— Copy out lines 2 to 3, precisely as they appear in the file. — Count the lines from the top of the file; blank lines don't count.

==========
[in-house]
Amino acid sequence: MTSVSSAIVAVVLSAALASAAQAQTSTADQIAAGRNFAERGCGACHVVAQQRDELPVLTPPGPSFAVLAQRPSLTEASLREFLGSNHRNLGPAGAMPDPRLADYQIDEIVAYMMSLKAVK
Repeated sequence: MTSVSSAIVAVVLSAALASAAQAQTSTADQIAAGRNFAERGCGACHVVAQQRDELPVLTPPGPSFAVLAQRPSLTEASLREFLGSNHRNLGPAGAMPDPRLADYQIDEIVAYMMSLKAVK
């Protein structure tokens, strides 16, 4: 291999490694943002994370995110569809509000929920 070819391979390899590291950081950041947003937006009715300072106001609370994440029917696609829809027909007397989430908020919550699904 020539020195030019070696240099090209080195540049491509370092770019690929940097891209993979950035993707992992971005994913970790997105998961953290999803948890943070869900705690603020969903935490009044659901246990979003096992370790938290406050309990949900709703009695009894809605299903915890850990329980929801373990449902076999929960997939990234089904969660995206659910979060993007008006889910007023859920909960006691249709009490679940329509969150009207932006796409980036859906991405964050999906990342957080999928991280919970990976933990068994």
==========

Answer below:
Amino acid sequence: MTSVSSAIVAVVLSAALASAAQAQTSTADQIAAGRNFAERGCGACHVVAQQRDELPVLTPPGPSFAVLAQRPSLTEASLREFLGSNHRNLGPAGAMPDPRLADYQIDEIVAYMMSLKAVK
Repeated sequence: MTSVSSAIVAVVLSAALASAAQAQTSTADQIAAGRNFAERGCGACHVVAQQRDELPVLTPPGPSFAVLAQRPSLTEASLREFLGSNHRNLGPAGAMPDPRLADYQIDEIVAYMMSLKAVK